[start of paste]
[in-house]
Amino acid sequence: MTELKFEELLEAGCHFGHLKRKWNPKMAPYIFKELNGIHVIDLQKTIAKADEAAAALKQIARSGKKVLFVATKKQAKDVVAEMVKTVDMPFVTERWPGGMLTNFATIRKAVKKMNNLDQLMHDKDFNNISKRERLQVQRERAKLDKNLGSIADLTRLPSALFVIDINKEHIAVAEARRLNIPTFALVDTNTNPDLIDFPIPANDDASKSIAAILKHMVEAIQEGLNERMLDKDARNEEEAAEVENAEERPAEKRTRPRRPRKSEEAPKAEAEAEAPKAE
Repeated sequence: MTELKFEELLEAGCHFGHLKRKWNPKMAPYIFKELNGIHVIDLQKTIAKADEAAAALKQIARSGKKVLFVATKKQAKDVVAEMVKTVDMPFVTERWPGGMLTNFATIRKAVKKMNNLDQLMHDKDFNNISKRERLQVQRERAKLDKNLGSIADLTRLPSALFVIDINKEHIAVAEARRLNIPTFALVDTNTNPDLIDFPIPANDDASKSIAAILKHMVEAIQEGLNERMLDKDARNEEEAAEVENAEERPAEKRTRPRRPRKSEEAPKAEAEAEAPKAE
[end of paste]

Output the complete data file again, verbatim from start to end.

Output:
[in-house]
Amino acid sequence: MTELKFEELLEAGCHFGHLKRKWNPKMAPYIFKELNGIHVIDLQKTIAKADEAAAALKQIARSGKKVLFVATKKQAKDVVAEMVKTVDMPFVTERWPGGMLTNFATIRKAVKKMNNLDQLMHDKDFNNISKRERLQVQRERAKLDKNLGSIADLTRLPSALFVIDINKEHIAVAEARRLNIPTFALVDTNTNPDLIDFPIPANDDASKSIAAILKHMVEAIQEGLNERMLDKDARNEEEAAEVENAEERPAEKRTRPRRPRKSEEAPKAEAEAEAPKAE
Repeated sequence: MTELKFEELLEAGCHFGHLKRKWNPKMAPYIFKELNGIHVIDLQKTIAKADEAAAALKQIARSGKKVLFVATKKQAKDVVAEMVKTVDMPFVTERWPGGMLTNFATIRKAVKKMNNLDQLMHDKDFNNISKRERLQVQRERAKLDKNLGSIADLTRLPSALFVIDINKEHIAVAEARRLNIPTFALVDTNTNPDLIDFPIPANDDASKSIAAILKHMVEAIQEGLNERMLDKDARNEEEAAEVENAEERPAEKRTRPRRPRKSEEAPKAEAEAEAPKAE